The long battle with persistent sins has often been disheartening for many Orthodox Christians. As a priest, I have seen many Christians struggle over the years with the embarrassment of confessing the same sins repeatedly. Being embarrassed about one’s sins is natural. We, because of our human nature, are all sinful in front of our Lord Jesus Christ. It is how we respond to our sins, once we acknowledge them, that is crucial to our salvation.
Too often, this embarrassment makes many Christians keep their sins to themselves. You start believing that it is a lost cause. Many people become jaded and resentful. You envelope yourself in a cocoon of isolation. You fabricate a solipsistic world around you, and start resenting family and friends. It creates a numbness in your soul, and you find yourself lost, alone, and helpless. When a person finally builds up enough resolve to confess, some priests make the tragic mistake of emphasizing the wickedness of the sin, rather than administering spiritual medicine to help the soul heal. This leads to a fatalistic state of despondency.
This hopelessness makes us feel as if we are lost in a forest, and we do not know how to find our way back to salvation. What we must realize, and take to heart is that, in Christ, there is always a road back.
This feeling of melancholia is not natural. There is no sin that cannot be forgiven. Christ’s mercy is inexhaustible. To think otherwise, is to deny the love of our Lord. His endless love for us is why he took on the flesh. Christ took upon himself the sins of humanity. In the gospel according to St. Mark, our Lord says, “I did not come to call the righteous, but sinners, to repentance “(Mark 2:17). The essential word is repentance. We must want to repent.
Trying to do good or feeling bad for our sins is a first step, but we must reach a point where we take full responsibility for our actions. Only a true repentant person turns away from the sin. In the parable of the Prodigal son, the son takes full responsibility for his sins when he states, “I will arise and go to my father, and I will say to him, Father, I have sinned against heaven and before you” (Luke 15:18). It is at this point that forgiveness is given. The father does not admonish his son for his sinful ways, but embraces him, kills the fatted calf, and has a banquet to celebrate (Luke 15:22,23).
Our Heavenly Father waits with open arms to forgive any of our trespasses. He does not judge our sins. “Christ came to save and heal, not to judge” (John 1:17,3:17). We must, however, take the first step. He will not force anyone to love him. We must humble ourselves and be culpable for our offenses. Through sincere confession, the sins are totally absolved. The gospels tell us that great joy occurs after the repentance of one person. “There will be more joy in heaven over one sinner who repents than over ninety- nine persons who need no repentance “ (Luke 15:17).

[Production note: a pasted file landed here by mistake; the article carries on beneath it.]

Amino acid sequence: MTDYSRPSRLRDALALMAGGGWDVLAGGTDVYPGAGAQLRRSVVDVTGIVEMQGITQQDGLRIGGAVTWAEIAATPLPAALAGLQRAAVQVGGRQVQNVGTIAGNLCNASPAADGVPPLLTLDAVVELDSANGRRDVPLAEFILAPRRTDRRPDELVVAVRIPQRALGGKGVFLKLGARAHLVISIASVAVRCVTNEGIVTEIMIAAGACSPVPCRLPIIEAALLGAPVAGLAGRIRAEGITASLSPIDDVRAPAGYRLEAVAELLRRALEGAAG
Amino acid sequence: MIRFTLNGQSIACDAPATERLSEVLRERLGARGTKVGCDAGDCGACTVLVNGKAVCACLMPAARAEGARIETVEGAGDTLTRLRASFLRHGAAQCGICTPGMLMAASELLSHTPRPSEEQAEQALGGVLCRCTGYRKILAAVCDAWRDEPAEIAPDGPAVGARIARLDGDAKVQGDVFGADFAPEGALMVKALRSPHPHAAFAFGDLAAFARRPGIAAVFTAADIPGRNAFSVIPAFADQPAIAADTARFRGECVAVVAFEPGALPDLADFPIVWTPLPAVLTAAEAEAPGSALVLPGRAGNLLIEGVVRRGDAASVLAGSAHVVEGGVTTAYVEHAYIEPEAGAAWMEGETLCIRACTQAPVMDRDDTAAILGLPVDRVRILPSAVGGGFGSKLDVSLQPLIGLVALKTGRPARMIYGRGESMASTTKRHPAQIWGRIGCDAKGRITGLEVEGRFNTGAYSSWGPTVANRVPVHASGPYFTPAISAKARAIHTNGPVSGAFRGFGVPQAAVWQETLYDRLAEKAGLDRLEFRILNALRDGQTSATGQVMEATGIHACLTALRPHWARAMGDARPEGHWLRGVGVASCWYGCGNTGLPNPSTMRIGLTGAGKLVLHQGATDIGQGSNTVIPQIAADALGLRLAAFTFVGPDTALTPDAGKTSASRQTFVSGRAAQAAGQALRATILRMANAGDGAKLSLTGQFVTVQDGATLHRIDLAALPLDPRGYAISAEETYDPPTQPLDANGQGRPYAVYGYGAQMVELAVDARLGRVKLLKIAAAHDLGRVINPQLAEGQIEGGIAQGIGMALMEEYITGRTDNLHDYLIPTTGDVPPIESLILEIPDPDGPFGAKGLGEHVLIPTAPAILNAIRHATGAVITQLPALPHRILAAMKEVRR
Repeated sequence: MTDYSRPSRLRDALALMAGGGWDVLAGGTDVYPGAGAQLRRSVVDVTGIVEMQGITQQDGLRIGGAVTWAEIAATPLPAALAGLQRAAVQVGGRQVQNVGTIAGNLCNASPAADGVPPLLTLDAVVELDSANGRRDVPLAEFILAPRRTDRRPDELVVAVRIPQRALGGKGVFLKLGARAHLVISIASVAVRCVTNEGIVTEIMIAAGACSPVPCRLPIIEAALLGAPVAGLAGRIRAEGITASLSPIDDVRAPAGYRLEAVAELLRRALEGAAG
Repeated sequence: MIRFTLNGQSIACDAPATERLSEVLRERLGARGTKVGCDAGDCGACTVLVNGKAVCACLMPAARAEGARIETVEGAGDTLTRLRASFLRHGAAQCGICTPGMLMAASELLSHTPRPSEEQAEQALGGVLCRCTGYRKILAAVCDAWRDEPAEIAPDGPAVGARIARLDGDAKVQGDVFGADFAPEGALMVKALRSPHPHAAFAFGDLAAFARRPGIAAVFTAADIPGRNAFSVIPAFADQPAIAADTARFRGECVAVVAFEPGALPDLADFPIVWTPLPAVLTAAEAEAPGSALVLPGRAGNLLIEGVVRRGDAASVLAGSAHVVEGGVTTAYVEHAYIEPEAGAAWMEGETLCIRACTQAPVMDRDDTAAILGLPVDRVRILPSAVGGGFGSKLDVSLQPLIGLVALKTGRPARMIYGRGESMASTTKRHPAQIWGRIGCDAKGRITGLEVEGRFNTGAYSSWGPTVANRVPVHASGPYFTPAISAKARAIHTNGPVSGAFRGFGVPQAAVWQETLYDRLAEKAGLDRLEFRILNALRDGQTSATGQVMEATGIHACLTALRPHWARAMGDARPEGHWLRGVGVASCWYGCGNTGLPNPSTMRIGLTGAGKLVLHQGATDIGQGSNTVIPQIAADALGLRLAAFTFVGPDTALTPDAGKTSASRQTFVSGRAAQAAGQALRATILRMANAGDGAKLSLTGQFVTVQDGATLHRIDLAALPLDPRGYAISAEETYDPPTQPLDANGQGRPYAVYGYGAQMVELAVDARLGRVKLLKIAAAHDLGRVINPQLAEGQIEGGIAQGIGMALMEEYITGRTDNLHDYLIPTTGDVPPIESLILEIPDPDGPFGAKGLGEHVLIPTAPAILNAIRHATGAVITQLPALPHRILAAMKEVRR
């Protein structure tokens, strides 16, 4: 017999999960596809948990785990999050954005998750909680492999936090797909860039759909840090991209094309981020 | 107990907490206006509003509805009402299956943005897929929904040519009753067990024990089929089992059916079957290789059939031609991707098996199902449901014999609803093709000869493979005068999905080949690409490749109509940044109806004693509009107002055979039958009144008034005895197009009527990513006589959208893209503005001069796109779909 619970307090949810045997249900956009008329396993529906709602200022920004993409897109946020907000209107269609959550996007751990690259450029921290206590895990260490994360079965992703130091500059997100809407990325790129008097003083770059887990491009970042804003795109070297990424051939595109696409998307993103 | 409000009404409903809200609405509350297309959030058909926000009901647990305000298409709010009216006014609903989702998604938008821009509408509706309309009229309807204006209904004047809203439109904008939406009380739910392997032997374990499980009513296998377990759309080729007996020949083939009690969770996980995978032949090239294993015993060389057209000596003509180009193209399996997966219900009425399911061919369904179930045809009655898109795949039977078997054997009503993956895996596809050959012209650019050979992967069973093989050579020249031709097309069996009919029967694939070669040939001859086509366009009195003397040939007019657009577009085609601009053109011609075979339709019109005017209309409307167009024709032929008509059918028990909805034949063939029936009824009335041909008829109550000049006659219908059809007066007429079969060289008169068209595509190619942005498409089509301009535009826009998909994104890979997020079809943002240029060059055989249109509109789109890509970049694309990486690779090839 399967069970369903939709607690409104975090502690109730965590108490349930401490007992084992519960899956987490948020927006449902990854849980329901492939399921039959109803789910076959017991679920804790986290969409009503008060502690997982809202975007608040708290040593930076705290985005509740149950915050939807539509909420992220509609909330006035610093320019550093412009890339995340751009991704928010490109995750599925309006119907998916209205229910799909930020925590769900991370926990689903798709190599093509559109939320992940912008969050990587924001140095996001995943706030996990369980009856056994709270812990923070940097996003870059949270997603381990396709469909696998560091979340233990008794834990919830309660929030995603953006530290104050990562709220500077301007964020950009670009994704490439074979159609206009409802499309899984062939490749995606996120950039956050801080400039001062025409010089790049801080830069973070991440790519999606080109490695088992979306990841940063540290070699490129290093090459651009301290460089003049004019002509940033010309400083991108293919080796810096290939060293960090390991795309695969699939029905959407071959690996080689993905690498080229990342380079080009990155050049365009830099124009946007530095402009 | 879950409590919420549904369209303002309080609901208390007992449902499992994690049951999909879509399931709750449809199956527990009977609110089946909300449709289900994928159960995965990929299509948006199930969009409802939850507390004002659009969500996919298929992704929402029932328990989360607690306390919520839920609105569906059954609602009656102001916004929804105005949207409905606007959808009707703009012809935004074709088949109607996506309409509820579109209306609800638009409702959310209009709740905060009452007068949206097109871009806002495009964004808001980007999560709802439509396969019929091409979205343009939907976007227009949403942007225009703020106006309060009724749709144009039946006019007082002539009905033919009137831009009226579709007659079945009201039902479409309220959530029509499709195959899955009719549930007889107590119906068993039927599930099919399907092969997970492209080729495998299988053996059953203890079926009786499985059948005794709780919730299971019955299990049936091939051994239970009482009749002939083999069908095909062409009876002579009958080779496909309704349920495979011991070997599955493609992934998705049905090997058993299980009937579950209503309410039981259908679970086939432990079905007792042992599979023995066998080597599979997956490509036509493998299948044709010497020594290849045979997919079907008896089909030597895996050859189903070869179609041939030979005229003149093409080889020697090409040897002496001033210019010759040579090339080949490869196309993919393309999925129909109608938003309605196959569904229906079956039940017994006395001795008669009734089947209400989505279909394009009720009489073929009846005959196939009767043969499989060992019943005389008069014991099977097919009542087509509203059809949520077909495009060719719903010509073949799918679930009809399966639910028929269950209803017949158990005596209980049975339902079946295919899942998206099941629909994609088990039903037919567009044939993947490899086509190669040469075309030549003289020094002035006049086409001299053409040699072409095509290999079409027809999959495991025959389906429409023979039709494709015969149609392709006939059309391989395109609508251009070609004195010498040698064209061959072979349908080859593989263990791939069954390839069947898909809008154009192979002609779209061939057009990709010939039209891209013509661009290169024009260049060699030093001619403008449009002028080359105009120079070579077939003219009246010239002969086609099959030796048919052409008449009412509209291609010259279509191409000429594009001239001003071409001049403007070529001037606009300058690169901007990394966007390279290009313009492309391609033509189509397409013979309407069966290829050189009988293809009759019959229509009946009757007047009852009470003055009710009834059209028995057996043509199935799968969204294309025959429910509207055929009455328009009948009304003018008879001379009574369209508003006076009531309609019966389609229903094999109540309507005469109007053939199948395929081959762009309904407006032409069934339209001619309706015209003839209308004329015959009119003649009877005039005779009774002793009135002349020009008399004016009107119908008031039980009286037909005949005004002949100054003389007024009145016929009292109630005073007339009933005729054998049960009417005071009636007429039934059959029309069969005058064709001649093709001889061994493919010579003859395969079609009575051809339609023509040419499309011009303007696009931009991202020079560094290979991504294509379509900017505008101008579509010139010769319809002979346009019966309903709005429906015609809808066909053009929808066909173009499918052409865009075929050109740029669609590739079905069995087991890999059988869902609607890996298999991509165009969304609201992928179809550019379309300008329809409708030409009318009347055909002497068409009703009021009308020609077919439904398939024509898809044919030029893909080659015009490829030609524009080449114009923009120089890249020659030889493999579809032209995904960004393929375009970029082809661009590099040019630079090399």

How are we able to achieve repentance? What are the steps needed? Fortunately, Saint John Chrysostom, in his homilies, outlines five paths needed to attain repentance. These are, Condemnation of Sins, Forgiveness, Prayer, Almsgiving, and Humility. In condemning our sins, St. Chrysostom talks about the ability to take responsibility and condemn our sins. “Accuse yourself and do not blame others for your actions”. By taking onus for our deeds, we take an important step towards repentance. The second step, according to St. Chrysostom, is forgiveness. St. John states that “In order to master our anger, we must forgive our enemies and those who have wronged us”. This is one of the most difficult virtues to establish. We must, however, strive to forgive and be non-judgmental. St. Chrysostom explains that prayer from the heart, almsgiving to the less fortunate, and humility, are essential to achieve spiritual health. Repentance cannot be achieved without these steps.
This road of repentance may seem to many a Sisyphean task – an impossible goal where the objective is never reached. Do not despair. Take courage that our Lord Jesus Christ will help us. In his letters, Saint Basil writes, “Make the effort to rise from the ground. Remember the good Shephard who will follow and rescue you”. Christ is following us through all our difficulties. He is waiting to rescue us from our sins. Like the Apostle Peter, he will not let us drown in the ocean of our sins. We must, however, reach out and want to be saved. St. Basil also states “Do not despair like the wicked in the pit of evil. There is a time of endurance, a time of long suffering, a time of healing, and a time of correction. Have you stumbled? Arise. Have you sinned? Cease”.
Repentance can seem difficult, but it is not impossible. We must shake off this feeling of despondency and stop wallowing in our misery. You are not alone. Our Lord Jesus Christ is willing to take up the fight for us. He is there to ease our pain. We just have to let him into our hearts. We must be assiduous towards our soul. St. Basil states, “Out of labor comes health. Out of sweat comes salvation from the sins that bind you”.
Do not feel discouraged and embarrassed that you are confessing the same sins over and over. When the Apostle Peter asked our Lord how often he should forgive his brother, Christ answers “I do not say to you up to seven times, but up to seventy times seven” (Mathew 18:22). Repentance is a struggle, but with guidance from a good spiritual father, we can all make great strides in our spiritual growth. I know that many times we feel hopeless and lost, but remember, there is always a road back.